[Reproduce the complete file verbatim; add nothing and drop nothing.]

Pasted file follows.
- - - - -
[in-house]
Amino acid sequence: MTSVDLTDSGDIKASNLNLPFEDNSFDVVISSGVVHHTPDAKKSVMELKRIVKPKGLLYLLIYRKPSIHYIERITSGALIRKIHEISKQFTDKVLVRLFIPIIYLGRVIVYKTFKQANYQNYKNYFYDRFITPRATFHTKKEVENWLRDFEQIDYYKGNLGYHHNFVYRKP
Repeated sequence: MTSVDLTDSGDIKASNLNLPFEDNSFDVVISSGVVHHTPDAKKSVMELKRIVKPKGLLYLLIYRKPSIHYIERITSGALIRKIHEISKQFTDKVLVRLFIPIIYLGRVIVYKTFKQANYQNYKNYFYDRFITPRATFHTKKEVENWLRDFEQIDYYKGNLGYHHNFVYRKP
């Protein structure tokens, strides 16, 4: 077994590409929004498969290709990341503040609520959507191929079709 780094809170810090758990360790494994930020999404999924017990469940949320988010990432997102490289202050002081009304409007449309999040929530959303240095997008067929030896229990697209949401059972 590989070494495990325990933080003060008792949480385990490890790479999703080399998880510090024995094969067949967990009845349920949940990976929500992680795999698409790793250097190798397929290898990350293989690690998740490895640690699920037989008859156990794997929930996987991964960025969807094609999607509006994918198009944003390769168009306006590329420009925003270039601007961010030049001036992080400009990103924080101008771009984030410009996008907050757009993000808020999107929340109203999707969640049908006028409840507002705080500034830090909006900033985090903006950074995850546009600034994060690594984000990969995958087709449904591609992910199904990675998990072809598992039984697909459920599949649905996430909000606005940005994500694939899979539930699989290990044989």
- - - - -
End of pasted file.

[in-house]
Amino acid sequence: MTSVDLTDSGDIKASNLNLPFEDNSFDVVISSGVVHHTPDAKKSVMELKRIVKPKGLLYLLIYRKPSIHYIERITSGALIRKIHEISKQFTDKVLVRLFIPIIYLGRVIVYKTFKQANYQNYKNYFYDRFITPRATFHTKKEVENWLRDFEQIDYYKGNLGYHHNFVYRKP
Repeated sequence: MTSVDLTDSGDIKASNLNLPFEDNSFDVVISSGVVHHTPDAKKSVMELKRIVKPKGLLYLLIYRKPSIHYIERITSGALIRKIHEISKQFTDKVLVRLFIPIIYLGRVIVYKTFKQANYQNYKNYFYDRFITPRATFHTKKEVENWLRDFEQIDYYKGNLGYHHNFVYRKP
């Protein structure tokens, strides 16, 4: 077994590409929004498969290709990341503040609520959507191929079709 780094809170810090758990360790494994930020999404999924017990469940949320988010990432997102490289202050002081009304409007449309999040929530959303240095997008067929030896229990697209949401059972 590989070494495990325990933080003060008792949480385990490890790479999703080399998880510090024995094969067949967990009845349920949940990976929500992680795999698409790793250097190798397929290898990350293989690690998740490895640690699920037989008859156990794997929930996987991964960025969807094609999607509006994918198009944003390769168009306006590329420009925003270039601007961010030049001036992080400009990103924080101008771009984030410009996008907050757009993000808020999107929340109203999707969640049908006028409840507002705080500034830090909006900033985090903006950074995850546009600034994060690594984000990969995958087709449904591609992910199904990675998990072809598992039984697909459920599949649905996430909000606005940005994500694939899979539930699989290990044989």